The IRS recently updated Notice 1392, “Supplemental Form W-4 Instructions for Nonresident Aliens.” Here are some details on the changes.
A form, redesigned
As you’re likely aware, Form W-4, “Employee’s Withholding Certificate,” is used by employers to calculate an employee’s correct income tax withholding. For 2020, the IRS redesigned Form W-4 to account for the changes to the personal exemption and standard deduction made by the Tax Cuts and Jobs Act. (The law suspended personal exemptions and substantially increased the standard deduction.) There’s now a five-step process for completing Form W-4.
Specific rules determine whether an alien (that is, someone who’s not a U.S. citizen) is a resident alien or a nonresident alien (NRA) for federal income tax purposes. Generally, if an alien doesn’t meet either the “green card test” or the “substantial presence test” for the calendar year, he or she is considered an NRA.
Generally, withholding calculations are different for NRA employees because they can use only single filing status and aren’t entitled to the standard deduction that’s built into the withholding tables. Thus, to offset the standard deduction, employers need to add an amount to wages (an “add back”) before determining withholding amounts.
The add back amount varies by pay period (such as weekly, biweekly or monthly). The specific add back amounts can be found in IRS Publication 15-T, “Federal Income Tax Withholding Methods.”
Guidance for NRAs
Notice 1392 modifies the instructions to Form W-4 to account for the fact that NRAs can use only single filing status and can’t claim the standard deduction. Thus, NRAs must complete Form W-4 using the modified instructions so employers can withhold the correct amount of federal income tax from compensation paid for personal services performed in the United States.
The IRS is advising NRAs working in the United States to particularly pay attention to the following lines when completing Form W-4:
“Step 1: Enter Personal Information, (b).” NRAs must enter a Social Security Number. If an NRA doesn’t have one, he or she should contact the Social Security Administration to determine whether he or she is eligible for one. A taxpayer identification number can’t be used on Form W-4.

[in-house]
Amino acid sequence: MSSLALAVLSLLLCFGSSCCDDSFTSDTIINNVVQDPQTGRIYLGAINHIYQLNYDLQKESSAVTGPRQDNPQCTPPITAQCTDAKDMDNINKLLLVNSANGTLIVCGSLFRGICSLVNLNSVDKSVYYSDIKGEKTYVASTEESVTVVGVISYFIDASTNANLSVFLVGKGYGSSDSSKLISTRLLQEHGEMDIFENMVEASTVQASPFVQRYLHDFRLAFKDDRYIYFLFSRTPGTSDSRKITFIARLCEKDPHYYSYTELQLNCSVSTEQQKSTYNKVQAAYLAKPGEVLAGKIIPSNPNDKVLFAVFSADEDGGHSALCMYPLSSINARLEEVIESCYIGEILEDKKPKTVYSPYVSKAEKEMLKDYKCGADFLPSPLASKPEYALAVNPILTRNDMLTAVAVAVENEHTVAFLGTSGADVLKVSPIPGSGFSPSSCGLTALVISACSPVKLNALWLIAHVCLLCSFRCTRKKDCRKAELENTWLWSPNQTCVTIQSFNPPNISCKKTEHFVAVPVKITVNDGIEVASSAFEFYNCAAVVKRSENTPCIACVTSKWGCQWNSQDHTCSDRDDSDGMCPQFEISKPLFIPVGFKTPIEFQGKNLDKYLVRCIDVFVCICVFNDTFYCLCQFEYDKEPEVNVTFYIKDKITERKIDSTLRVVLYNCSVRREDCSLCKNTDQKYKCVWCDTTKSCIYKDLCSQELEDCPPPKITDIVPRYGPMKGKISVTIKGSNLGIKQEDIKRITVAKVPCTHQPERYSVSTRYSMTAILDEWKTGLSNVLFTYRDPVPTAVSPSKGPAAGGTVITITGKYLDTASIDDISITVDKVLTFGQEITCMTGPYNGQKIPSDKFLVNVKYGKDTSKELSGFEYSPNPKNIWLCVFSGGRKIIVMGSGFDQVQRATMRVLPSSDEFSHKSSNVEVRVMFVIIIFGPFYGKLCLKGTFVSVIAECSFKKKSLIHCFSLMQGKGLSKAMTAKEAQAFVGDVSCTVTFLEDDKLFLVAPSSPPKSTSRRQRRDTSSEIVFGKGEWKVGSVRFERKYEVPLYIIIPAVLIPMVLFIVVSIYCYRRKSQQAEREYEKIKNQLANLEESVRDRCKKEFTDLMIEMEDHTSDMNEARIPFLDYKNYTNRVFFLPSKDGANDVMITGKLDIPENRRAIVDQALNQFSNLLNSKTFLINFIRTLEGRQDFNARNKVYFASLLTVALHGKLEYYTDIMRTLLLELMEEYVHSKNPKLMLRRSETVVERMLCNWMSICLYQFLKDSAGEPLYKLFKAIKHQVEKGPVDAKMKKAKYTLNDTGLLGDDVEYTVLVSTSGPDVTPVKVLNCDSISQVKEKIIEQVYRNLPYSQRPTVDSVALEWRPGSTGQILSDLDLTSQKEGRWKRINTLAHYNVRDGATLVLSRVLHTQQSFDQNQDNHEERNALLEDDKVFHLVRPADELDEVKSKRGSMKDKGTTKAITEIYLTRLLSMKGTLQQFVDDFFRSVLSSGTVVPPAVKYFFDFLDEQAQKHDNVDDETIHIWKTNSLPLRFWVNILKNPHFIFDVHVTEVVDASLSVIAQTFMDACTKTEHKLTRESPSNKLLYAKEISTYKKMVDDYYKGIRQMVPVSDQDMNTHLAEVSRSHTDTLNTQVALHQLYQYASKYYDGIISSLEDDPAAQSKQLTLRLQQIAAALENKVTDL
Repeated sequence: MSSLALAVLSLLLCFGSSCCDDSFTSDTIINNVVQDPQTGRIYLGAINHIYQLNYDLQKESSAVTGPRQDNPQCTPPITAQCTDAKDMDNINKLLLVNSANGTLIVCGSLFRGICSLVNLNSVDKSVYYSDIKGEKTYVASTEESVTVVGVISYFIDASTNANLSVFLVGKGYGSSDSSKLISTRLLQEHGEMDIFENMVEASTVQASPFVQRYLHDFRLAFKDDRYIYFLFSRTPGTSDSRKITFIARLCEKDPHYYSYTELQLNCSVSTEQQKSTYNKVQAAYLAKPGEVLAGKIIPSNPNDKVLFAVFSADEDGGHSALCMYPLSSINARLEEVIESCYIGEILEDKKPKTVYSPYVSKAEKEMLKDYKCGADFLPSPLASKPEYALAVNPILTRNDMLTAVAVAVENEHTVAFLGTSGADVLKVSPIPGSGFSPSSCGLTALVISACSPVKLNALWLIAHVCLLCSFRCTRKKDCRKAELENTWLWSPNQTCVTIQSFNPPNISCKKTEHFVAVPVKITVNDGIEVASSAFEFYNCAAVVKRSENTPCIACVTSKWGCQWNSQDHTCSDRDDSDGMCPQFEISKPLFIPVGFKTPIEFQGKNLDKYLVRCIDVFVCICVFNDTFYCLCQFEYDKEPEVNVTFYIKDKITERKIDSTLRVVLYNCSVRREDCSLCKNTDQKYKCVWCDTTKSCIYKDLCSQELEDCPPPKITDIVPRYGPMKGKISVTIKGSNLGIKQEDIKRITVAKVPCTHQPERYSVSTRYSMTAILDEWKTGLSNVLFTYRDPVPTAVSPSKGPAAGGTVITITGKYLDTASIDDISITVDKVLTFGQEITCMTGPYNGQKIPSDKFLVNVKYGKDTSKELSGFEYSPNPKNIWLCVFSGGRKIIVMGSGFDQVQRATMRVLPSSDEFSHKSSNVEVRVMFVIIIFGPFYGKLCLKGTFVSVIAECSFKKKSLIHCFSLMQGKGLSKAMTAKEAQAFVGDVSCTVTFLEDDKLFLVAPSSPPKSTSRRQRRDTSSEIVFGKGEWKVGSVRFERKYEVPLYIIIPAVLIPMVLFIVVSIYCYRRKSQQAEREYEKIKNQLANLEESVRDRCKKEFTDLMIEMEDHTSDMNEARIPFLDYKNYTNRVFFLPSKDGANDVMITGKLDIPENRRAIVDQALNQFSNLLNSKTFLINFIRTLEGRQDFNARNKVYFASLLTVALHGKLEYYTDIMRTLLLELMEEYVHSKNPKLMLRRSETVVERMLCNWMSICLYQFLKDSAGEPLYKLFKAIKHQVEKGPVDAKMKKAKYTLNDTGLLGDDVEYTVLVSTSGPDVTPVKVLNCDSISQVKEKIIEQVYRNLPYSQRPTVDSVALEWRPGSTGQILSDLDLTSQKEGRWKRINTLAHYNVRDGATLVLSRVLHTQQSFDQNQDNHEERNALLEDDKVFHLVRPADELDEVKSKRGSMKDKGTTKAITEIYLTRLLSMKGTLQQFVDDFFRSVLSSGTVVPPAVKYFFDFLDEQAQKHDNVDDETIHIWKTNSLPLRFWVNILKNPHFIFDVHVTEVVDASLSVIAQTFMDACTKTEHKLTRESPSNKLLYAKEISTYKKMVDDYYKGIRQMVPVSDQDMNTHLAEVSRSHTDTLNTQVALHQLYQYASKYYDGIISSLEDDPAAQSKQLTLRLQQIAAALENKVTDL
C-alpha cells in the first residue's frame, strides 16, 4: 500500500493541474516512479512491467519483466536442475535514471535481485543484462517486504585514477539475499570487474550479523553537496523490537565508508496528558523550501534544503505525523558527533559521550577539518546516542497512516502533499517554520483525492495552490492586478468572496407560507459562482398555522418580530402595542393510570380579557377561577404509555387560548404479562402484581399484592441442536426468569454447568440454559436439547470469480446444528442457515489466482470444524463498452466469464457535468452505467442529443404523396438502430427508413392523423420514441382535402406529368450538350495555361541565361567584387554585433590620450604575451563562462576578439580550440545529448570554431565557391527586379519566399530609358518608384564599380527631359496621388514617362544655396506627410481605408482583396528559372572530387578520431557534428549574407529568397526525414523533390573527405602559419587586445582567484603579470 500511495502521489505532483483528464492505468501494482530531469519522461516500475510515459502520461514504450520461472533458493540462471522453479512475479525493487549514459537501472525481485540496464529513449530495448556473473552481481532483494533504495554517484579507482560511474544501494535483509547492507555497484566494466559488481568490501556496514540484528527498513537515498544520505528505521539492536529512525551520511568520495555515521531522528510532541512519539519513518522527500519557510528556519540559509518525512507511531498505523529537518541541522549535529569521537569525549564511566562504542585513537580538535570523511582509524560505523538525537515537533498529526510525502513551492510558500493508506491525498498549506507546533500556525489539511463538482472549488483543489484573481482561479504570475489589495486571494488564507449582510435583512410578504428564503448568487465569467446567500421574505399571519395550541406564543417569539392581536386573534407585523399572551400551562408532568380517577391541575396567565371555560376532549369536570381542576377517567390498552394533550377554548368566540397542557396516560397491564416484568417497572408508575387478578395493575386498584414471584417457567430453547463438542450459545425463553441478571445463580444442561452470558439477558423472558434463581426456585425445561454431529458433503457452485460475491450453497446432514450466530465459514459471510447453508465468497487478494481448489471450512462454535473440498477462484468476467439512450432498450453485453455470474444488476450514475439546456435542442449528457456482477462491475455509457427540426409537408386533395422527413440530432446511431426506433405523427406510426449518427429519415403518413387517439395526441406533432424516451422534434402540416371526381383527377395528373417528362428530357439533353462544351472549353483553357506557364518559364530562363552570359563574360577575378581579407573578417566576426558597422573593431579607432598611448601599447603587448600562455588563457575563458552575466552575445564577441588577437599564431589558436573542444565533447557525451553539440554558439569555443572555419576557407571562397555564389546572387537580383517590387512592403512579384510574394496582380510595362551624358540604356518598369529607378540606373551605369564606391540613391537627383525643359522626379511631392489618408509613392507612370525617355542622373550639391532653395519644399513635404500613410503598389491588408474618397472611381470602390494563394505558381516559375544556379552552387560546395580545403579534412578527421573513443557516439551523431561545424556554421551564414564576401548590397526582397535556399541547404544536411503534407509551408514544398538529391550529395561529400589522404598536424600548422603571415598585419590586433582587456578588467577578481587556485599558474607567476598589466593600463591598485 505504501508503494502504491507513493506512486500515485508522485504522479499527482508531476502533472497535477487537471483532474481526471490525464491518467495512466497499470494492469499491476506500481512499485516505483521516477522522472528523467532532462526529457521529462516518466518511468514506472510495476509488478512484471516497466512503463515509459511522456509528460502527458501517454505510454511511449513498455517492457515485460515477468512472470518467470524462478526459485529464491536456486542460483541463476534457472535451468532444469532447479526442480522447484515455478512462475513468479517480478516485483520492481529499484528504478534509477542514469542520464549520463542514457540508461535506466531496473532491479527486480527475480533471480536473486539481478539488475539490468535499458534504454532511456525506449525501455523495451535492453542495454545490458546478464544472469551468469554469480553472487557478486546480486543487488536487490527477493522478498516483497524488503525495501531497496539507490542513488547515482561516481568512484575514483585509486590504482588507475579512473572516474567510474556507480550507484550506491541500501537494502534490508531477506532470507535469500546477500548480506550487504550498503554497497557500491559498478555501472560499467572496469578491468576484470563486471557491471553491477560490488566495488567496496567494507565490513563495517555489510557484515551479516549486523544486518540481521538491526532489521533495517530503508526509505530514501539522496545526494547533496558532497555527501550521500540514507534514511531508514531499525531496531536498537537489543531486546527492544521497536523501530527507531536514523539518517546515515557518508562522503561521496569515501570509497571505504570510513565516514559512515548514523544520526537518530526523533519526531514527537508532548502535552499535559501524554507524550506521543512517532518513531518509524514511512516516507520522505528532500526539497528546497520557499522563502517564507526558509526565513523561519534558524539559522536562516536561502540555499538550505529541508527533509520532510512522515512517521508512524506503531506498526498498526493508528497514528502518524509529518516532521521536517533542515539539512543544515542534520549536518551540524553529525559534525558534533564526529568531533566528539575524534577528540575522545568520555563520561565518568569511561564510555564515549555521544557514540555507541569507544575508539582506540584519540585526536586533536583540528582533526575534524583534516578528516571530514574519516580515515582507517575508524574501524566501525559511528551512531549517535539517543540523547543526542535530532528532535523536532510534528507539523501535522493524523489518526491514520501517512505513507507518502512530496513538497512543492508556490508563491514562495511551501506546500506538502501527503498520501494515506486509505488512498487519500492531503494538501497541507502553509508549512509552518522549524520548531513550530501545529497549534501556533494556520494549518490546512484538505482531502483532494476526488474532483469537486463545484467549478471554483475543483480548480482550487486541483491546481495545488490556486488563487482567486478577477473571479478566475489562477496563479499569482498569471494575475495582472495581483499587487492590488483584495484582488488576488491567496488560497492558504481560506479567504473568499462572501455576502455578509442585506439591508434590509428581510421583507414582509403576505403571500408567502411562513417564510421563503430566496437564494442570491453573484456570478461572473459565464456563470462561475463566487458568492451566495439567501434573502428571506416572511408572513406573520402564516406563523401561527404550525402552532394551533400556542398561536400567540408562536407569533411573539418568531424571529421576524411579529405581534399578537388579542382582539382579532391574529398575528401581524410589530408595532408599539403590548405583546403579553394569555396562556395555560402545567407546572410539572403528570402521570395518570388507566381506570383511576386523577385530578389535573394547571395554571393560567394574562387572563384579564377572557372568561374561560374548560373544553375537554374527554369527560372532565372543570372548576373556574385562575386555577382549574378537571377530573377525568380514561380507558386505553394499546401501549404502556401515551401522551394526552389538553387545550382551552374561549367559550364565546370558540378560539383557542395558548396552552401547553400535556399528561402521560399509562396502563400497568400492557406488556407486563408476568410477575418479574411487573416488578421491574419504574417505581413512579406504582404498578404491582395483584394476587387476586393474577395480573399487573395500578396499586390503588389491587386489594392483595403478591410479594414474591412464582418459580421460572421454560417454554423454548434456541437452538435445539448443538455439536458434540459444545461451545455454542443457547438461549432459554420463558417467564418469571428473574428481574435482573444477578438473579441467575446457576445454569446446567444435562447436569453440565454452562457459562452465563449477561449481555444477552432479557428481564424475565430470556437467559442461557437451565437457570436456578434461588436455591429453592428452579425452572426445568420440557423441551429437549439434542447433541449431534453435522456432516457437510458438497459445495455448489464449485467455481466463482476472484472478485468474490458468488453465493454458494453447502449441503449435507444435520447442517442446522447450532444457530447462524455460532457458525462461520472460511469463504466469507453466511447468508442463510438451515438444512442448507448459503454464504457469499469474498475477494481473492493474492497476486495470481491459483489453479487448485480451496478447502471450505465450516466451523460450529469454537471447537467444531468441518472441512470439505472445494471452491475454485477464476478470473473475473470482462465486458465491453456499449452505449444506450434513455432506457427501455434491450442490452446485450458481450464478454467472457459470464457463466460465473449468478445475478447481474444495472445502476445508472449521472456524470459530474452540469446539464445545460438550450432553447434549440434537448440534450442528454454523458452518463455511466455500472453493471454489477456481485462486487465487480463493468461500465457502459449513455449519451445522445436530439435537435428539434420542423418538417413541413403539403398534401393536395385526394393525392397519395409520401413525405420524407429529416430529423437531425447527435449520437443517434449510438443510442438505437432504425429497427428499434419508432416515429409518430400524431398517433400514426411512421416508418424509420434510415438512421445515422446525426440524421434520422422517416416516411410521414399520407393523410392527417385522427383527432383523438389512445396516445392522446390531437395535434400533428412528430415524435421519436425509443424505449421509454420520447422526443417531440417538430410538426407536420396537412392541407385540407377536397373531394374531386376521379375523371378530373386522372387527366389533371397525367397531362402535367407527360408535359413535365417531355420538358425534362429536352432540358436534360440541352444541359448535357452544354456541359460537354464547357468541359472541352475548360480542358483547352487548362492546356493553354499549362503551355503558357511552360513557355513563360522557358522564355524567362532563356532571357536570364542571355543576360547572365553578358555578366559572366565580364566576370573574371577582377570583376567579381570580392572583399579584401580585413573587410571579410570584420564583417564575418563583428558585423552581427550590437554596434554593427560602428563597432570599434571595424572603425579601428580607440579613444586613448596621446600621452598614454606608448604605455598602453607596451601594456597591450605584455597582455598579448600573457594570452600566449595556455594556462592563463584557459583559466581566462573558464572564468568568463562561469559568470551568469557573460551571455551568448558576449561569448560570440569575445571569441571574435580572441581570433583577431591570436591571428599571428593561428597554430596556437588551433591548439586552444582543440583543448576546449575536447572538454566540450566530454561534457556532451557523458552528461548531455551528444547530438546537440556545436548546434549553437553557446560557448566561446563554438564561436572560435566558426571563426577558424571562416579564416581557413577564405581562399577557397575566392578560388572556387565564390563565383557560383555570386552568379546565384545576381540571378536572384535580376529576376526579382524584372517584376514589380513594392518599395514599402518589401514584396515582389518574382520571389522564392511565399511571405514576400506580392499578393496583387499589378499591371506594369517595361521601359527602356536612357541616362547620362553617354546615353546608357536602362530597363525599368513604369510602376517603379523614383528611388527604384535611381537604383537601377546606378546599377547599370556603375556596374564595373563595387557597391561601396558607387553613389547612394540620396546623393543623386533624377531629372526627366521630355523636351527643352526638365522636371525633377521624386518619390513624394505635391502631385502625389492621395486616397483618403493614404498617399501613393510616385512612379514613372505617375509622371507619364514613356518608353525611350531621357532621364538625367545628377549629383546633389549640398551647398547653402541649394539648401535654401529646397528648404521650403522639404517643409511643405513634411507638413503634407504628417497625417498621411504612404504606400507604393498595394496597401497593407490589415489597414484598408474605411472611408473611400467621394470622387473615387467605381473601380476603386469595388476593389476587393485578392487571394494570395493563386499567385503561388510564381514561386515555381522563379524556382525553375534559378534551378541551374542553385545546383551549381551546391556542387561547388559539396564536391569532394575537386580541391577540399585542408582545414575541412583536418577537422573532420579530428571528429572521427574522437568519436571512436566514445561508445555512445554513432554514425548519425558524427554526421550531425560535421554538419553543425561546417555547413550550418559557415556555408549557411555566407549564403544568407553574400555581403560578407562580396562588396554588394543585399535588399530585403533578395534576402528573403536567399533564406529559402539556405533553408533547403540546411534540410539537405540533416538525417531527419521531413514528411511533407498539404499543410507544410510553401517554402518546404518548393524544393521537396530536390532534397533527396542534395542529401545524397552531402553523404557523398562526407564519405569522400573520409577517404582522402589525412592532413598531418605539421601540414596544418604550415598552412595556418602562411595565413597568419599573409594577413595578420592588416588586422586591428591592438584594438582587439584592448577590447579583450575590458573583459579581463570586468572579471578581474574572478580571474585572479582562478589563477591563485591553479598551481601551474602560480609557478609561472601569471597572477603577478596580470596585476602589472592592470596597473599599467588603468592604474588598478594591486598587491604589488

“Step 1: Enter Personal Information, (c).” NRAs should check the “Single or Married Filing Separately” box regardless of their actual marital status.
“Step 2: Multiple Jobs or Spouse Works.” NRAs shouldn’t complete this section unless they have more than one job at the same time. A spouse’s job shouldn’t be accounted for, because NRAs can’t file jointly. There are other steps to follow if an NRA has more than one job.
“Step 3: Claim Dependents.” Only NRAs from Canada, Mexico, South Korea or India should use Step 3 because they’re the only NRAs that may be able to claim the child tax credit or the credit for other dependents. Generally, NRAs aren’t entitled to education credits.
“Step 4 (optional): Other Adjustments, (a).” This step should be completed only if the NRA wants tax withheld for other income that wasn’t subject to withholding but is taxable in the United States. The NRA should exclude any income from jobs or self-employment.
“Step 4 (optional): Other Adjustments, (b).” The IRS notes that NRA itemized deductions and adjustments to income may be limited, so NRAs should be careful completing this section.
“Step 4 (optional): Other Adjustments, (c).” The NRA should write “nonresident alien” or “NRA” in the space below Step 4(c) if he or she would like to have an additional amount withheld.
The NRA shouldn’t claim that he or she is exempt from withholding in the space below Step 4(c) of Form W-4 — even if the NRA meets the criteria for claiming an exemption from withholding listed in the instructions to Form W-4.
NRAs may be exempt from wage withholding under an income tax treaty on all or part of their compensation for dependent personal services. NRAs claiming a tax treaty withholding exemption shouldn’t complete Form W-4. Instead, they should complete Form 8233, “Exemption From Withholding on Compensation for Independent (and Certain Dependent) Personal Services of a Nonresident Alien Individual,” and give it to each withholding agent from whom amounts will be received.
In addition, compensation paid to employees of foreign employers isn’t subject to withholding if such pay is not more than $3,000 for the tax year and the employee is temporarily present in the United States for not more than a total of 90 days during the tax year.
NRAs face distinctive challenges when filing their U.S. income tax returns, as required by law. Consult the Elliott Davis team for more information.
The information provided in this communication is of a general nature and should not be considered professional advice. You should not act upon the information provided without obtaining specific professional advice. The information above is subject to change.